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Thread: Two Ampeg SVT's, One is Louder

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    Two Ampeg SVT's, One is Louder

    The guy that owns the studio that I work in part time as a tech also plays bass in a touring band. His live rig consists of a 1969 SVT and a 1971 SVT. His preffered setting on the 69 is around 10 o'clock. The get the same volume out of the 71, the volume has to be set at about 1-2 o'clock. He wants to get them set up so all the controls are closely matched as possible. He's not a technical geek like me so I didn't bother going into the long explanation of all the little intricacies that determine volume, tone, eq, headroom, etc. so I just told him it's nearly impossible to get them identical but we should be able to get them pretty close. Next time I'm over there I'll be taking them both apart to get some readings. I told him I could easily figure out how to do it regardless, but depending on what's causing the difference, it may not be a permanent solution. The 69 is all original, clean and spotless inside. As far as I know nothing's been replaced. Being NOS tubes, it's not impossible that they're still running strong. I'm much more skeptical that the original electorlytics would allow this thing to be as loud and clean as it is. Absolutely a museum piece example of an SVT. The 71 looks like a typical 71 inside. Cobwebs, etc. Not in bad condition at all, just needs a little cleaning. He keeps all his records and I know some of the 5w resistors were replaced and I'm fairly certain it was re-capped as well. It was retubed and re-biased and I think converted to 6550 output tubes. Since I haven't opened them up yet and printed up all my normal pre diagnistic specs, come up with a checklist, etc, I'm going to assume for now that the 69 still has the original 6146 output tubes. So, here's a rough list of some possible causes starting with what i think is the simplest.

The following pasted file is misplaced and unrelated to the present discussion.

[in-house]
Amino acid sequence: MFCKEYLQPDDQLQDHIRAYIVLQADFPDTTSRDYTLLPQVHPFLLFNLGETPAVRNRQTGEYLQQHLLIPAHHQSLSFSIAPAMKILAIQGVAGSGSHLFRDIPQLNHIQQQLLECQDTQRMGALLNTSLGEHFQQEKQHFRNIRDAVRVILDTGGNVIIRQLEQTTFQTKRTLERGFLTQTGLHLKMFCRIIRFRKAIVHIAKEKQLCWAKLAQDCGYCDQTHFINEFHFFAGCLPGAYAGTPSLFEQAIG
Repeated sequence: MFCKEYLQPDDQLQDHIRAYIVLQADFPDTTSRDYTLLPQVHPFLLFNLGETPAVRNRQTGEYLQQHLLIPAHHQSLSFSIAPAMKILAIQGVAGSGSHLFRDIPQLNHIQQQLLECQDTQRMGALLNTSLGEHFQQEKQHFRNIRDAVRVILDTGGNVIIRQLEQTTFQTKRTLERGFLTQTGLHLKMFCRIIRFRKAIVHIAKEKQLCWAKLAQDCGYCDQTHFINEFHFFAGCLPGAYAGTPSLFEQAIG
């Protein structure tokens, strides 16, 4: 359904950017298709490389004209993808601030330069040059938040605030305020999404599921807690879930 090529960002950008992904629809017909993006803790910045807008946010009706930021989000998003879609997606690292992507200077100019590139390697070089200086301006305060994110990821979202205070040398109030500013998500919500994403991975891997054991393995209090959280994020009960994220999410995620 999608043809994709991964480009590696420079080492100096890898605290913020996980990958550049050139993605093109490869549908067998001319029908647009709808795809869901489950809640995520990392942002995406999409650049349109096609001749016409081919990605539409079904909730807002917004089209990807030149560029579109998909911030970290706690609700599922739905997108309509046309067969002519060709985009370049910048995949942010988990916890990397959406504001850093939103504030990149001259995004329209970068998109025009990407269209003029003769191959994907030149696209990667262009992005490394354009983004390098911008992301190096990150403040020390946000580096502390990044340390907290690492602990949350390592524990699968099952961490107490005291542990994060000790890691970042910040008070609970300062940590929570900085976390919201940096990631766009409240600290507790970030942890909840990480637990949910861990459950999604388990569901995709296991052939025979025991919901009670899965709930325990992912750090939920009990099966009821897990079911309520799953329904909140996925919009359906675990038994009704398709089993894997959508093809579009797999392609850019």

1) 6146 output section in the 1969 vs 6550 output section in the 1971.
    2) Volume pots for both should be B1M but, they could be within that 20% tolerance and within spec and one amp's pot could measure 800k and the other 1.2M
    3) Old leaky electrolytics in the 1979. That's usually the first thing I check in an older amp. In my experience that's by far the most common issue. The part that interest me though is if he's correct that the 69 caps are original, it seems unlikely that they wouldn't be causing issues too. And that thing is mind numbingly loud and still clean with the volume at 9 o'clock.
    4) 6550 tubes in the 1979 are nearing the end of their useful service life, needs a bias adjustment, or some other output tube related issue.
    5) Assuming there are a lot of carbon comp resistors in the 79, some of them have probably drifted out of spec
    6) A worn down ouput tranny in the 79.
    7) Some other thing I haven't thought of yet since I've only been working on tube amps for about 3 1/2 years and a lot of you have forgotten more about amps than I'll ever know in my lifetime.

    When I go into the studio again some time this week, we're going to measure the actual dB difference between the 2 of them at the same volume pot setting .

    Some other important things to note. He's absolutely thrilled with how the 69 sounds and he's very hesitant to let me change anything in there, and I get where he's coming from. Sometimes that lucky magical tone comes from old parts having wide tolerances, or have drifted out of tolerance. I replaced a bunch of resistors that had drifted wayyy out of spec in an old 50s gibson guitar amp once and it made a pretty big difference in the tone. It sounded a bit more sterile, lost its beautiful warmth and smoothness. But I feel like at least the power filter caps would be safe to replace. So I'm going to try my damndest to do all or most of my tweaking to the 71. I figured it would be nice to get some input from guys with more experience before I start wasting a ton of time whacking away at these things. They're usually permanently mounted in the flight case and are a huge pain to pull in and out since they weigh 97 lbs each. I was hoping to come up with a game plan, take as many measurements as possible on both amps, then decide on plan, gather any and all possible parts I think I'll need and try to do all the work in one weekend. I'm sure once I report back with a list of readings for both amps, that will help you guys give me more specific advice. Thanks again in advance for anybody willing to take the time to share their knowledge and experience with me.

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    Old Timer Leo_Gnardo's Avatar
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    Not just volume pot tolerance - one might be linear taper, the other log taper. That alone could account for a large disparity between loudness & volume pot settings.